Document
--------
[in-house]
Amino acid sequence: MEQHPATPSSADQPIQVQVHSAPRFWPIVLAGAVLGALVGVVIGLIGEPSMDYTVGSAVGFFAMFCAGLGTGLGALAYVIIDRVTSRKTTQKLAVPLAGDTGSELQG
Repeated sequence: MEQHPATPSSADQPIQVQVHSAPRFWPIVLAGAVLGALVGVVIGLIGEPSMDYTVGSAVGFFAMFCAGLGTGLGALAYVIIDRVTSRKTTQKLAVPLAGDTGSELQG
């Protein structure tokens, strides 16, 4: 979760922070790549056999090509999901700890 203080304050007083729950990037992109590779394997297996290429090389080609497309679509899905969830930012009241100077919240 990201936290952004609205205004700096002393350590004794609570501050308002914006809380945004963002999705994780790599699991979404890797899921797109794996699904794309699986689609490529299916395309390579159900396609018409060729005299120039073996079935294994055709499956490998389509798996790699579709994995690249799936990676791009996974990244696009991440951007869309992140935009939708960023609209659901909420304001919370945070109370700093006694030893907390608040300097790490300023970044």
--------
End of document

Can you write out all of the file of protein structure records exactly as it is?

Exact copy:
[in-house]
Amino acid sequence: MEQHPATPSSADQPIQVQVHSAPRFWPIVLAGAVLGALVGVVIGLIGEPSMDYTVGSAVGFFAMFCAGLGTGLGALAYVIIDRVTSRKTTQKLAVPLAGDTGSELQG
Repeated sequence: MEQHPATPSSADQPIQVQVHSAPRFWPIVLAGAVLGALVGVVIGLIGEPSMDYTVGSAVGFFAMFCAGLGTGLGALAYVIIDRVTSRKTTQKLAVPLAGDTGSELQG
């Protein structure tokens, strides 16, 4: 979760922070790549056999090509999901700890 203080304050007083729950990037992109590779394997297996290429090389080609497309679509899905969830930012009241100077919240 990201936290952004609205205004700096002393350590004794609570501050308002914006809380945004963002999705994780790599699991979404890797899921797109794996699904794309699986689609490529299916395309390579159900396609018409060729005299120039073996079935294994055709499956490998389509798996790699579709994995690249799936990676791009996974990244696009991440951007869309992140935009939708960023609209659901909420304001919370945070109370700093006694030893907390608040300097790490300023970044």